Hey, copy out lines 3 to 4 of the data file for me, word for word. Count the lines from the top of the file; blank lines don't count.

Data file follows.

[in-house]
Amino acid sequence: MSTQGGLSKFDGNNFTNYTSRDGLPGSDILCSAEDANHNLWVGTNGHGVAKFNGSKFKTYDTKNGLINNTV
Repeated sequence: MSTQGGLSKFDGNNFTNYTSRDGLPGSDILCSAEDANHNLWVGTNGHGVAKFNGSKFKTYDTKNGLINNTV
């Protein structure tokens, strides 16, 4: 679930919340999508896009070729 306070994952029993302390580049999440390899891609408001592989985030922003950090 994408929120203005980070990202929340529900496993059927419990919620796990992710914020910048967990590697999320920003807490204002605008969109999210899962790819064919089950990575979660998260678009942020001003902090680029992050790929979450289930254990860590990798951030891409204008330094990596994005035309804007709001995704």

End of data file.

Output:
Repeated sequence: MSTQGGLSKFDGNNFTNYTSRDGLPGSDILCSAEDANHNLWVGTNGHGVAKFNGSKFKTYDTKNGLINNTV
């Protein structure tokens, strides 16, 4: 679930919340999508896009070729 306070994952029993302390580049999440390899891609408001592989985030922003950090 994408929120203005980070990202929340529900496993059927419990919620796990992710914020910048967990590697999320920003807490204002605008969109999210899962790819064919089950990575979660998260678009942020001003902090680029992050790929979450289930254990860590990798951030891409204008330094990596994005035309804007709001995704």